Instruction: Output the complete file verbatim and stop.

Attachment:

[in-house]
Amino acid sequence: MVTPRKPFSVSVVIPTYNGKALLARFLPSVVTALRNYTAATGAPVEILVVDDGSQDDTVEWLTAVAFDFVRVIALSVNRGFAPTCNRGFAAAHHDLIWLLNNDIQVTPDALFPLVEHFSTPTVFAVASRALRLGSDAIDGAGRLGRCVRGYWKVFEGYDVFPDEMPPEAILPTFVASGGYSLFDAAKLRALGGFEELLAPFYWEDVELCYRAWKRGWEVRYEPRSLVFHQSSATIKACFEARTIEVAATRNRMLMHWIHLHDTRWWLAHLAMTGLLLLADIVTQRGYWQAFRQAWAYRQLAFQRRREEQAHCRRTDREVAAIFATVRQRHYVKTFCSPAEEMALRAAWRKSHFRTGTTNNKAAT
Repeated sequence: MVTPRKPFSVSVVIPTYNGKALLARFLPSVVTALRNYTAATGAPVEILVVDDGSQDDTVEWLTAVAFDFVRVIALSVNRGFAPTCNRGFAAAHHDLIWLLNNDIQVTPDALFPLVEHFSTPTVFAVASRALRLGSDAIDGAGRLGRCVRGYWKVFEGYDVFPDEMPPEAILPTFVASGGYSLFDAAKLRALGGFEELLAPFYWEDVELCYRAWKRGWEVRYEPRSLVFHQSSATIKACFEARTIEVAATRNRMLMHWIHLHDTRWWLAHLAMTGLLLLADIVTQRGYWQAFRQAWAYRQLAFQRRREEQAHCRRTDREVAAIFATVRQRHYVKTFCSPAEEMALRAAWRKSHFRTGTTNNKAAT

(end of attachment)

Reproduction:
[in-house]
Amino acid sequence: MVTPRKPFSVSVVIPTYNGKALLARFLPSVVTALRNYTAATGAPVEILVVDDGSQDDTVEWLTAVAFDFVRVIALSVNRGFAPTCNRGFAAAHHDLIWLLNNDIQVTPDALFPLVEHFSTPTVFAVASRALRLGSDAIDGAGRLGRCVRGYWKVFEGYDVFPDEMPPEAILPTFVASGGYSLFDAAKLRALGGFEELLAPFYWEDVELCYRAWKRGWEVRYEPRSLVFHQSSATIKACFEARTIEVAATRNRMLMHWIHLHDTRWWLAHLAMTGLLLLADIVTQRGYWQAFRQAWAYRQLAFQRRREEQAHCRRTDREVAAIFATVRQRHYVKTFCSPAEEMALRAAWRKSHFRTGTTNNKAAT
Repeated sequence: MVTPRKPFSVSVVIPTYNGKALLARFLPSVVTALRNYTAATGAPVEILVVDDGSQDDTVEWLTAVAFDFVRVIALSVNRGFAPTCNRGFAAAHHDLIWLLNNDIQVTPDALFPLVEHFSTPTVFAVASRALRLGSDAIDGAGRLGRCVRGYWKVFEGYDVFPDEMPPEAILPTFVASGGYSLFDAAKLRALGGFEELLAPFYWEDVELCYRAWKRGWEVRYEPRSLVFHQSSATIKACFEARTIEVAATRNRMLMHWIHLHDTRWWLAHLAMTGLLLLADIVTQRGYWQAFRQAWAYRQLAFQRRREEQAHCRRTDREVAAIFATVRQRHYVKTFCSPAEEMALRAAWRKSHFRTGTTNNKAAT